Which is what happened with the telephone pole dent.
-WHEN the kid gets a ticket, THEY MUST PAY FOR SAID TICKET
This is non-negotiable because they have no business getting a ticket in the first place.
But they will. And some don’t learn after the first one, either.
So you there – taking the training wheels off your helmeted 6-year-old’s bike and walking her up that hill – be thankful it’s only a bike. You’ve got less than 10 years to enjoy full possession of the car keys. Enjoy that bike helmet while you can.
And you, gasping mom, sitting in the passenger seat mashing your foot on that imaginary brake – I’m feelin’ your pain. Hang in there. Find safe places to teach him to drive, freely give of your (precious little) time, use wisdom when giving road time, and brace yourself for the dumb stuff.
After all, in a few years they’ll be on their own and you can laugh when they complain about the outrageous cost of car insurance.
Day 18: The Rock Climbing Helmet
THIS: “They’re not ready for a road trip for a long time!” More people need to realize this and remember this when teaching their kids.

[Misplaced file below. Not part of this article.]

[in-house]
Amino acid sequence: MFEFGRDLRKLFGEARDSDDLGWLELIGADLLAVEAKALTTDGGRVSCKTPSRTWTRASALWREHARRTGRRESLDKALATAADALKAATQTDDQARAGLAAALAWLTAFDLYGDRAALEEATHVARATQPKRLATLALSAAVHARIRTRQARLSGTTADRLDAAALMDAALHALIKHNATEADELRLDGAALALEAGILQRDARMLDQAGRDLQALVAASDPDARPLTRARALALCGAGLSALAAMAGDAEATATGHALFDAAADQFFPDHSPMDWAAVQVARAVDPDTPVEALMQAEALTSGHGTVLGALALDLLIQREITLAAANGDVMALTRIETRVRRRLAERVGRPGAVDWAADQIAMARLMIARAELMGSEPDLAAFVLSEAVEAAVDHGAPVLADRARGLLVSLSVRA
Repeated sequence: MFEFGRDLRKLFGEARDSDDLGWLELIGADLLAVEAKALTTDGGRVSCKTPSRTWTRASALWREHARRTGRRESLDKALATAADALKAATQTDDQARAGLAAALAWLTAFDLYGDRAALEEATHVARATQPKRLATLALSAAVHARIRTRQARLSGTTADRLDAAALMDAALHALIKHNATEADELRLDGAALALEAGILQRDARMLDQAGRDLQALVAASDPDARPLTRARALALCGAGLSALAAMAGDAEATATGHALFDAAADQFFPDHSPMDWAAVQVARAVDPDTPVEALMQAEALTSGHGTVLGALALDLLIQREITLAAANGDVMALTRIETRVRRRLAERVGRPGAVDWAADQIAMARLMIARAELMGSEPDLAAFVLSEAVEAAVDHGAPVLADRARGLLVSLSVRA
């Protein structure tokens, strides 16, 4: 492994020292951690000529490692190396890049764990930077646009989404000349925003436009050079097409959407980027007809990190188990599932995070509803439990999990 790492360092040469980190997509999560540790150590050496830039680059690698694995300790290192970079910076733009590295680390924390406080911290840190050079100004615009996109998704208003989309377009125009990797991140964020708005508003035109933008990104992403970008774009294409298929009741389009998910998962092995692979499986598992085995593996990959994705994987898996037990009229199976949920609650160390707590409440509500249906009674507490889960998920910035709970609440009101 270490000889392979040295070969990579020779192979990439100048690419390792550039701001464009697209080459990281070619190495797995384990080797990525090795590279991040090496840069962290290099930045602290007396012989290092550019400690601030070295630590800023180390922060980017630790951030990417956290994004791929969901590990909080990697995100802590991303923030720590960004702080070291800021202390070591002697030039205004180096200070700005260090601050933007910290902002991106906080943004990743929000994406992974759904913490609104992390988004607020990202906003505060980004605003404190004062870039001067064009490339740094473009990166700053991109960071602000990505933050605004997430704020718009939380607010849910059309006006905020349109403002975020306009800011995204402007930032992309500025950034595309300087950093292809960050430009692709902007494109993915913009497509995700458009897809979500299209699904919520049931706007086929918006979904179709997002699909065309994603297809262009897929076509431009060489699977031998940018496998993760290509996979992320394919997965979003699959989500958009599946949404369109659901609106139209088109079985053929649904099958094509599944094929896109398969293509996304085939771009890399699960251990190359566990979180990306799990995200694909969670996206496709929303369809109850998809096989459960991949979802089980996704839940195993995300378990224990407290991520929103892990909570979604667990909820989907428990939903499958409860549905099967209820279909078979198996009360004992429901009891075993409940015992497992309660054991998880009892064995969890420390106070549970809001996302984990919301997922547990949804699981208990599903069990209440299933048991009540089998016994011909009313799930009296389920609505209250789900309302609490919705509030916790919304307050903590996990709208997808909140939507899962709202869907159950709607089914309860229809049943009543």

Tara, I can’t believe the abuse of this privilege either. It blows my mind that parents don’t give this more thought. It endangers not only their kid, but others.
Denise Fabian says
You had me at “West Virginia”…my home. It was fun to remember teaching my daughter to drive!
A fellow West Virginian huh?! YAY! What part? I’m not far from the Charleston area. And I’m glad you have fond memories of teaching your’s how to drive…;)
HAHAHA! another GREAT post Ruthie. Our 2nd is almost ready for the permit. He knows I’m a gasper, they all know it and know they’ll have to live with it when they learn to drive.
My oldest, Luke Duke’d it early in her driving career, up a hill and landed beside a stop sign in the opposite direction, she is VERY careful, but hit the gas instead of the break when something seemed to malfunction on the car (front flat tire maybe?) God shielded my eyes from it after she smartly called and told me she “had a flat tire” About 30 minutes after I arrived, I realized exactly what happened, let’s just say I would have absolutely FREAKED out if I had driven up and realized it immediately. God is SO good to us Mommas
Oh dear. We stay on our knees a lot during this stage, don’t we? LOL Luke Duke’d it – knew EXACTLY what that meant (are we dating ourselves?)! So funny! It’s fun to laugh now – at the time it’s pretty traumatic. And YES – God is so good to us! We need to keep reminding ourselves of that very fact!!
Thanks for reading through this series with me, Christy, I’ve enjoyed having you along so much!
And thanks for the encouragement to still hook up to fmf – I’ve been hesitant because I spend so much time on each post, just because of the book endeavor and how I want to orchestrate the process. I’ll be over soon!